Aki Goes to Bollywood, is an unexpected and unexpectedly wonderful meeting of American blues and Indian pop. The meeting happened, though, in California’s Bay Area. The project is part of the Little Village Foundation’s mission to uncover the hidden cultures and music of the state. Other releases have covered folk, blues, mariachi and Latin American traditional music (some of the latter coming from communities where the language is neither English nor Spanish, but pre-Colombian dialects).
But this? Go figure! The story behind the album is surprising enough. Akarsha Kumar was born in Mumbai, moving to Silicone Valley at 18, eventually becoming an Adobe software engineer. He’d studied Hindustani traditional music as a child, but over here became infatuated with blues and early rock and took up the harmonica, playing in club bands at night after work. At some point along the way, he realized that some Bollywood pop was heavily influenced and modeled on American rock and pop and might lend itself to some specifically blues-rooted interpretations.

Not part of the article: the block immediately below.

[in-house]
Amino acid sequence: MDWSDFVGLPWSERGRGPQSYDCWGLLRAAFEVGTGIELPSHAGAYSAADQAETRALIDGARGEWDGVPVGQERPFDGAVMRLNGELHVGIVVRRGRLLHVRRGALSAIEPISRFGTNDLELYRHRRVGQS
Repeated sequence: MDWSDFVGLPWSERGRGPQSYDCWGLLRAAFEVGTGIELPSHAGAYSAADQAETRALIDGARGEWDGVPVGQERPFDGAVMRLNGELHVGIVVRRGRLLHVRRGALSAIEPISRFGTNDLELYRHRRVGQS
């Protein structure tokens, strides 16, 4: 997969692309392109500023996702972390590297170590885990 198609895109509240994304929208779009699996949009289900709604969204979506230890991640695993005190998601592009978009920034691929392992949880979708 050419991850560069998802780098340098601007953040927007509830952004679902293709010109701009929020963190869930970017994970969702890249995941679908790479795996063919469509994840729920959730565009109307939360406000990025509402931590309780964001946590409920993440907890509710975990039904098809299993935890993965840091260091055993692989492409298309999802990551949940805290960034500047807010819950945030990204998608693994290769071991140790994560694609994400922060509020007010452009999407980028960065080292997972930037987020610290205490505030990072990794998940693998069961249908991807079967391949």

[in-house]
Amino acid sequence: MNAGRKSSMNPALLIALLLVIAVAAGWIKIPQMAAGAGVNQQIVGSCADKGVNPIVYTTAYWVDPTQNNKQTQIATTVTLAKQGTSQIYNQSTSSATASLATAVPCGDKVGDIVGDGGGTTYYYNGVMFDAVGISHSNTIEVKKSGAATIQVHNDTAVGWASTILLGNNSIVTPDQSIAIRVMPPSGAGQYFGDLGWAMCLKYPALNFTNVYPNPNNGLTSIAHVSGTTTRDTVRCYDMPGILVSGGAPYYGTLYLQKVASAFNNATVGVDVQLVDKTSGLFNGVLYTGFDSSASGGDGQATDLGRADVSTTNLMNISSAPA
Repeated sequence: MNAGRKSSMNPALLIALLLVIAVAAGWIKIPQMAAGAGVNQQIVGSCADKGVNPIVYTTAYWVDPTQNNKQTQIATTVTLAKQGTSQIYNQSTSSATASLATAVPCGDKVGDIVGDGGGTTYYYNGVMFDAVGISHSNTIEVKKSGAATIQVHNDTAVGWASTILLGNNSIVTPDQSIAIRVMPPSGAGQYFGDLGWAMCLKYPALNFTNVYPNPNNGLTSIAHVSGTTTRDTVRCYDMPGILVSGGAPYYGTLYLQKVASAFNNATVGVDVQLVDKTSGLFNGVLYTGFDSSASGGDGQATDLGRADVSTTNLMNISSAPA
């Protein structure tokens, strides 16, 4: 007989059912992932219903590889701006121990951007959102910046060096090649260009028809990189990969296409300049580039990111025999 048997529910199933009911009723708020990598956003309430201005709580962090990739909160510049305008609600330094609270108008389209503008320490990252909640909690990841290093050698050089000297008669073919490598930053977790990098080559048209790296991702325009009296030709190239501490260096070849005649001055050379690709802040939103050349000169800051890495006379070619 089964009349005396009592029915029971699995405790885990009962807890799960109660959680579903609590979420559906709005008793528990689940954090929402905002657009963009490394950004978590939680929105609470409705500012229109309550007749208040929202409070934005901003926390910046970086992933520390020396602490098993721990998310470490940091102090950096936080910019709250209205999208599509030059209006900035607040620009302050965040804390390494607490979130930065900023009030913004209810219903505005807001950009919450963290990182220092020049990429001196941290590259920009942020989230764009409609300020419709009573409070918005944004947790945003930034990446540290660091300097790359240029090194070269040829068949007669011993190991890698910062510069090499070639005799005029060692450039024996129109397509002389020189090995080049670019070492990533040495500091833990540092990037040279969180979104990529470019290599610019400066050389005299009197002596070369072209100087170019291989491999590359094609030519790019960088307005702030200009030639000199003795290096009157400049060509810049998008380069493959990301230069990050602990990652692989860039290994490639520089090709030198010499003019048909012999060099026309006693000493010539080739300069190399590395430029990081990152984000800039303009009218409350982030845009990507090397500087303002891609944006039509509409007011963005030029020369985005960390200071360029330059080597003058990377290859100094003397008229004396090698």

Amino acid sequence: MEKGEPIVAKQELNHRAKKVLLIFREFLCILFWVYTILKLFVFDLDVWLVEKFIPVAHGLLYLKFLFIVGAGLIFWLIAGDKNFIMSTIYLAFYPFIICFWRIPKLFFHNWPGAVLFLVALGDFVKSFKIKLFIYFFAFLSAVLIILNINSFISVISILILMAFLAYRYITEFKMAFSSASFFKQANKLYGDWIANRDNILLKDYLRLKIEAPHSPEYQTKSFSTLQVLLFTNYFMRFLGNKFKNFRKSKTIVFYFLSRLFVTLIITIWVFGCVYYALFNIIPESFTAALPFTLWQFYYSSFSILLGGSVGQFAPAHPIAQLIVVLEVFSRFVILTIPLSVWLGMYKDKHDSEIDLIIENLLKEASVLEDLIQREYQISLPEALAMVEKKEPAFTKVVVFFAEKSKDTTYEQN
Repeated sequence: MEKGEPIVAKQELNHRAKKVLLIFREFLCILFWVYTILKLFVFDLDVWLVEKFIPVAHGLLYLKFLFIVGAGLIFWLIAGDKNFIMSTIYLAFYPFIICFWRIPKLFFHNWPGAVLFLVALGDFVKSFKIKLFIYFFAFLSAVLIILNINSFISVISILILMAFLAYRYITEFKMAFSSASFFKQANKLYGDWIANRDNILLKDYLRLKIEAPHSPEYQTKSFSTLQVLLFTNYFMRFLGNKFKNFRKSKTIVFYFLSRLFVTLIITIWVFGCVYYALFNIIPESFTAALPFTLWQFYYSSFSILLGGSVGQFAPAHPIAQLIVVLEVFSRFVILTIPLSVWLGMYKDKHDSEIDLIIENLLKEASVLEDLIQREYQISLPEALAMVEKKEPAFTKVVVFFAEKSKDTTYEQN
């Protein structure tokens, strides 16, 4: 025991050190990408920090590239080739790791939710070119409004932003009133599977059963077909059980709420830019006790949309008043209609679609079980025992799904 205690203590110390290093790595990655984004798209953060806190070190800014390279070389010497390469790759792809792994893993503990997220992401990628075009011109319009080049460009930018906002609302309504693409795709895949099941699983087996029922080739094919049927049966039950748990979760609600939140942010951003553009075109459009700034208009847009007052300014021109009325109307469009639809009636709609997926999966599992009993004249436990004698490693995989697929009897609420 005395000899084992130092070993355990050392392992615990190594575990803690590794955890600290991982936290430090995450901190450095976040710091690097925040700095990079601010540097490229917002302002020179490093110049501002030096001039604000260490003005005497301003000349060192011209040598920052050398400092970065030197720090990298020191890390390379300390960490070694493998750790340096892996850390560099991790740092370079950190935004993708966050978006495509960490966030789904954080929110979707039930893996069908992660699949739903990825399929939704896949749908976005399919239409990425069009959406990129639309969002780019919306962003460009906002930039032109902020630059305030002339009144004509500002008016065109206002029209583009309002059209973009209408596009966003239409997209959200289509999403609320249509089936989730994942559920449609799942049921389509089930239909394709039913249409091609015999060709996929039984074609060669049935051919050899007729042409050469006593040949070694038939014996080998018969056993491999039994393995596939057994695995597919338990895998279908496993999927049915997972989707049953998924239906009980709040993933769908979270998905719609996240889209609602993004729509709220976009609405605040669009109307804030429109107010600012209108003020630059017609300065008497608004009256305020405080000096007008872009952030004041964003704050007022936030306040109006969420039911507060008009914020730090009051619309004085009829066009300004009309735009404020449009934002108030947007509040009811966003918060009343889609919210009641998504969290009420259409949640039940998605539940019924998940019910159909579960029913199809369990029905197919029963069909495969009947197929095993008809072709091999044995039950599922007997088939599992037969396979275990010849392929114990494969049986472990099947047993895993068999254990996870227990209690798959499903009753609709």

Jim Pugh, executive director of the Little Village Foundation and an accomplished blues keyboard player as well, agreed when he encountered Kumar a few years back. And here we are with something likely never before heard, whether in California or Calcutta.
For the most part the songs find a great balance between the styles, the best featuring stinging guitar lines, roiling piano, hard-four beats and Kumar’s blowzy harp fitting perfectly with the buoyant froth of some classic Bollywood production numbers. On first listen to such delights as the opening “Badan Per Sitaare” (the original found in the 1969 Bollywood movie “Prince” and sung on that soundtrack by icon Mohammad Rafi) it’s a perfect tease — a riff that sets you up for Muddy Waters instead leading to bubbly Hindi.
Songs that are basically blues with Indian touches, such as the slow stomper “My Home is a Prison” (with guitarist Kit Anderson adding a little sitar), are less successful, but still worthy experiments.
There’s much to delight here, but the absolute must-hear is Kumar’s take on “Eena Meena Deeka,” originally from a big band boogie-woogie fantasy sequence in the 1957 Tamil movie “Aasha,” featuring the voice of all-time top playback singer Asha Bosle. Kumar and band transform it into pure Southside swing scorcher. It’s Chicago deep-dish pizza — masala style.